SpaceX provided more information today about the explosion that destroyed a Crew Dragon capsule on the test on April 20 as Elon Musk’s company prepares to launch a Dragon resupply mission to the International Space Station (ISS) on Friday.
During a pre-flight conference on Thursday, Vice President of Mission Assurance Hans Koenigsmann said the Crew Dragon capsule powered up as expected for the test. Engineers then fired the small Draco maneuvering thrusters successfully.
The explosion occurred during the activation of the SuperDraco abort system but prior to the firing of the engines. Koenigsmann said the problem was not with the thrusters themselves, which have been tested about 600 times.
Koenigsmann said investigators are still trying to piece together precisely what happened. The investigation is being led by SpaceX with the assistance of NASA.
The destroyed Crew Dragon capsule flew a flight test to the ISS in March. SpaceX planned to use it in an in-flight abort test that had been scheduled for June.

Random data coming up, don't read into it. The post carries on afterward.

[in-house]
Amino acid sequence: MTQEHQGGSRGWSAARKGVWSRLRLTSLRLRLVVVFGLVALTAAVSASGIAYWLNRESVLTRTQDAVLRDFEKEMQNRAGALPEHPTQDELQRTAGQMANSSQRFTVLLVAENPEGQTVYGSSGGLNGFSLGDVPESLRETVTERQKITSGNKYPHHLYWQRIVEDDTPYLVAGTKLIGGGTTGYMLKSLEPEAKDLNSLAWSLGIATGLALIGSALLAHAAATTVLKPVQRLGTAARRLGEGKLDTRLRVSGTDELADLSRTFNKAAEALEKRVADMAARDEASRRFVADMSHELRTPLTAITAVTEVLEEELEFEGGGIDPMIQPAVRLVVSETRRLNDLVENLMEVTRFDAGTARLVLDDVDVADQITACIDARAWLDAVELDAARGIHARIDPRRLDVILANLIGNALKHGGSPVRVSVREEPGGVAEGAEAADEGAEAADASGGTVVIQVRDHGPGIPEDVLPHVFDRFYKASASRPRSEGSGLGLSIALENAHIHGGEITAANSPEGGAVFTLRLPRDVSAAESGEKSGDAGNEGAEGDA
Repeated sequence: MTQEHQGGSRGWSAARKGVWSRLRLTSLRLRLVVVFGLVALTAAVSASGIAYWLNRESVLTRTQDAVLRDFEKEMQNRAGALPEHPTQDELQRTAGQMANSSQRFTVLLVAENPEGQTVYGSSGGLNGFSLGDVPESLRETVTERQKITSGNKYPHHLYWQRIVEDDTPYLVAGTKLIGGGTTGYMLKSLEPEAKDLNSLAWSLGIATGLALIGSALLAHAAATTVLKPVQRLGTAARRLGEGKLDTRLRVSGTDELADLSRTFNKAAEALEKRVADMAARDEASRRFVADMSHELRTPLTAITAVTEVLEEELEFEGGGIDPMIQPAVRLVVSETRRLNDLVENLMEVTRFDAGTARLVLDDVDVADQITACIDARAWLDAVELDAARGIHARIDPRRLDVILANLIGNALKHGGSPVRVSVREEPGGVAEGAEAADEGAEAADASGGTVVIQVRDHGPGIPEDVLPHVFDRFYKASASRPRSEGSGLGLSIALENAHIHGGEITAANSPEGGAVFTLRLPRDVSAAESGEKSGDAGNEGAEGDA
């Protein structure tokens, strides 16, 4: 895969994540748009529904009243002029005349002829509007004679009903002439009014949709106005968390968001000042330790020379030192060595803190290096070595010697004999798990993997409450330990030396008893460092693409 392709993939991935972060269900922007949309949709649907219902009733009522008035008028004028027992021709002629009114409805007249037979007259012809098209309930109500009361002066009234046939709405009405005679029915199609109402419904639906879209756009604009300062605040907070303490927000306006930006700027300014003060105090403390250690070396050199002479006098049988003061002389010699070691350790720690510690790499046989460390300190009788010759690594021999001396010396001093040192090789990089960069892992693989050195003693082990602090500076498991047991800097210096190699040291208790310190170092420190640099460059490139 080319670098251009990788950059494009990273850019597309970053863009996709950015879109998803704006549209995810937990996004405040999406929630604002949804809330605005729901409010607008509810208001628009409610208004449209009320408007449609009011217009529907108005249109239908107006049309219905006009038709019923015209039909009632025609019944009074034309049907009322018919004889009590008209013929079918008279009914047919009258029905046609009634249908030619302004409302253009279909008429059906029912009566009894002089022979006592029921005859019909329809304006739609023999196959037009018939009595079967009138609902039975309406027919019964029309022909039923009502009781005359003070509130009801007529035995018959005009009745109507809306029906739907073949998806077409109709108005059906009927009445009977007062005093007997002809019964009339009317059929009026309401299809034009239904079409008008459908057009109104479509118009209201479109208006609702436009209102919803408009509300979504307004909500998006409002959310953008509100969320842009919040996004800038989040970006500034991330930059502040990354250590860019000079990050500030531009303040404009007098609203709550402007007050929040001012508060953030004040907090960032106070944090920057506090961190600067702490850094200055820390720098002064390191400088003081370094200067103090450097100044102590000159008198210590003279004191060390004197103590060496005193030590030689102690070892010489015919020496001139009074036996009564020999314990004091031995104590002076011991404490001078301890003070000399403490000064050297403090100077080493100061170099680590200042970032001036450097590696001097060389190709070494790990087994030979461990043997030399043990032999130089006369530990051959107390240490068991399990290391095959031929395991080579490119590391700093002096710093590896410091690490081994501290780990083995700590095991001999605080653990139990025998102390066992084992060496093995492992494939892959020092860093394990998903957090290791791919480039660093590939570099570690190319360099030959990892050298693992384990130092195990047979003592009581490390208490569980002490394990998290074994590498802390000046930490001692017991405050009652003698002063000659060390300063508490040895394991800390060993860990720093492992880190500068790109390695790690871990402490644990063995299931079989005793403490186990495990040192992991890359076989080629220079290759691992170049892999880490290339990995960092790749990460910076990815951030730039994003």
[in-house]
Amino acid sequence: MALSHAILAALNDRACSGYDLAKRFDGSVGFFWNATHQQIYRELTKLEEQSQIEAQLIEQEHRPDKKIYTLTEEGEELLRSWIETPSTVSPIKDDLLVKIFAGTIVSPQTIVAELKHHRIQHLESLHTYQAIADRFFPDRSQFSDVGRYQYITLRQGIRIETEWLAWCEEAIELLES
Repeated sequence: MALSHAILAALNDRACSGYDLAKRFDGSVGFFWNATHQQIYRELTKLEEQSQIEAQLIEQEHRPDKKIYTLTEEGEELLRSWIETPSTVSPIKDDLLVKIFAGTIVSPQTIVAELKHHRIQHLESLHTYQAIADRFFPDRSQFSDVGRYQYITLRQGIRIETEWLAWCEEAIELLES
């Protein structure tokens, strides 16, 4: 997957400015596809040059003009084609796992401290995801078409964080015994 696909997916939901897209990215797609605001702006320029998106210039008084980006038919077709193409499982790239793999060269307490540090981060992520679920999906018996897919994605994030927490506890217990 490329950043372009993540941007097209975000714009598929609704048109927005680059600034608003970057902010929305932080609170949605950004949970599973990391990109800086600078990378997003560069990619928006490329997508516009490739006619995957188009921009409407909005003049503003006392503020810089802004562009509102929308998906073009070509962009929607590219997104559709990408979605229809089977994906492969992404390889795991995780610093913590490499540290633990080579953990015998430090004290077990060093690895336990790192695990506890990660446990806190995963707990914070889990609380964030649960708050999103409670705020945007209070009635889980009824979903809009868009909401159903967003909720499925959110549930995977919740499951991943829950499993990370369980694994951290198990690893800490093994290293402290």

The abort test is one of the last major milestones prior to a crewed flight test to the space station. That was nominally scheduled for July, but unofficial account indicate it was going to slip several months.
Koenigsmann said he did not know what the impact of the accident on the schedule. He noted that SpaceX has a number of Crew Dragon spacecraft in various stages of production.
Meanwhile, SpaceX is preparing to launch a cargo Dragon resupply mission to the space station on Friday. Liftoff is set for 3:11 a.m. EDT (0711 GMT ) from Cape Canaveral Air Force Station in Florida.
The launch was delayed for two days due to a power problem on the station that was corrected over night.
The weather forecast is not looking very good for the Friday morning launch.